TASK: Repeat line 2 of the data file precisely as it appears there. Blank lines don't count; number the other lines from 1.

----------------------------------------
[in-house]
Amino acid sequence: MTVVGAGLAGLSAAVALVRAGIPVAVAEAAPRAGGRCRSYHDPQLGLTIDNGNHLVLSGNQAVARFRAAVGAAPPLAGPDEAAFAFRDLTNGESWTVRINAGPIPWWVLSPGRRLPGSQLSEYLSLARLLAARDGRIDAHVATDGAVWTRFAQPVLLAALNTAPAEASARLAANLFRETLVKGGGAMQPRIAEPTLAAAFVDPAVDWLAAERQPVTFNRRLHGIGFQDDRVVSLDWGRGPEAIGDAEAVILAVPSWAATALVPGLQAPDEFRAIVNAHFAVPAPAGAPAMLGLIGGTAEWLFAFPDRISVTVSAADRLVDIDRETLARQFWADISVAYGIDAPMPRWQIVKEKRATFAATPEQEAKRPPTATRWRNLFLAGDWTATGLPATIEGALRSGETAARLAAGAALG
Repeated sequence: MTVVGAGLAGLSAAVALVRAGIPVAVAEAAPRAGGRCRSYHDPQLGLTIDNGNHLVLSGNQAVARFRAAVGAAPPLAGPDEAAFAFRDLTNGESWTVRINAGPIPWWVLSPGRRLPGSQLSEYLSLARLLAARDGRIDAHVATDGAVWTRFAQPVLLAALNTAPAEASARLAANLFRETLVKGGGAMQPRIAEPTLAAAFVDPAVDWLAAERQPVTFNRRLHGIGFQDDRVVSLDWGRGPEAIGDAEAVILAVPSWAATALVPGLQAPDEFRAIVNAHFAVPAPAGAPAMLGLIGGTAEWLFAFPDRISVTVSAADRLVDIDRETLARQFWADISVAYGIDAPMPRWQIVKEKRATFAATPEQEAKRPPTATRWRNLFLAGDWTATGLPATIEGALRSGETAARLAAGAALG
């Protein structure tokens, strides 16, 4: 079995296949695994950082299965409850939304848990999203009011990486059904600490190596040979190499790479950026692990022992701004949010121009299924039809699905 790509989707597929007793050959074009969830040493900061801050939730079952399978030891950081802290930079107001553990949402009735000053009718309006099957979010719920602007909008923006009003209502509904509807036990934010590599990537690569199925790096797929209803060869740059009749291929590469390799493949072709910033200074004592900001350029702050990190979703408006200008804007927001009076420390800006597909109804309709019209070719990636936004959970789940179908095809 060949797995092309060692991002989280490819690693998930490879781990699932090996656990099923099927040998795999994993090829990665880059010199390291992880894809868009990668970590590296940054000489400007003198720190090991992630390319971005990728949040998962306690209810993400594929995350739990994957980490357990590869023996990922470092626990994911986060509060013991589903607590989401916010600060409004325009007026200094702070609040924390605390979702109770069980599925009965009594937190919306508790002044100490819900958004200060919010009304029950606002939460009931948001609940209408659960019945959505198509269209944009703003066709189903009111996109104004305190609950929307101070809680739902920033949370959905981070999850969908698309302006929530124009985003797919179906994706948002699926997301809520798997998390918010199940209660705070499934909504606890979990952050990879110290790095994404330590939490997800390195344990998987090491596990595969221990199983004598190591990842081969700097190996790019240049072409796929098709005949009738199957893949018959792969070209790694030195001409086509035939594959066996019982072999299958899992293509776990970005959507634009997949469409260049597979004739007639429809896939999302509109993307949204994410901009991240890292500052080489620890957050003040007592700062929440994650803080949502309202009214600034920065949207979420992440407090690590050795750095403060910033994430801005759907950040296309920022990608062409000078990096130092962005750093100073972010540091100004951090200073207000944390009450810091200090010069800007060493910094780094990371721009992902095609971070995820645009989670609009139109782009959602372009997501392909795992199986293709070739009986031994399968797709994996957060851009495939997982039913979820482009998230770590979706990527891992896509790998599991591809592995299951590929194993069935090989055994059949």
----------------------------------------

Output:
Amino acid sequence: MTVVGAGLAGLSAAVALVRAGIPVAVAEAAPRAGGRCRSYHDPQLGLTIDNGNHLVLSGNQAVARFRAAVGAAPPLAGPDEAAFAFRDLTNGESWTVRINAGPIPWWVLSPGRRLPGSQLSEYLSLARLLAARDGRIDAHVATDGAVWTRFAQPVLLAALNTAPAEASARLAANLFRETLVKGGGAMQPRIAEPTLAAAFVDPAVDWLAAERQPVTFNRRLHGIGFQDDRVVSLDWGRGPEAIGDAEAVILAVPSWAATALVPGLQAPDEFRAIVNAHFAVPAPAGAPAMLGLIGGTAEWLFAFPDRISVTVSAADRLVDIDRETLARQFWADISVAYGIDAPMPRWQIVKEKRATFAATPEQEAKRPPTATRWRNLFLAGDWTATGLPATIEGALRSGETAARLAAGAALG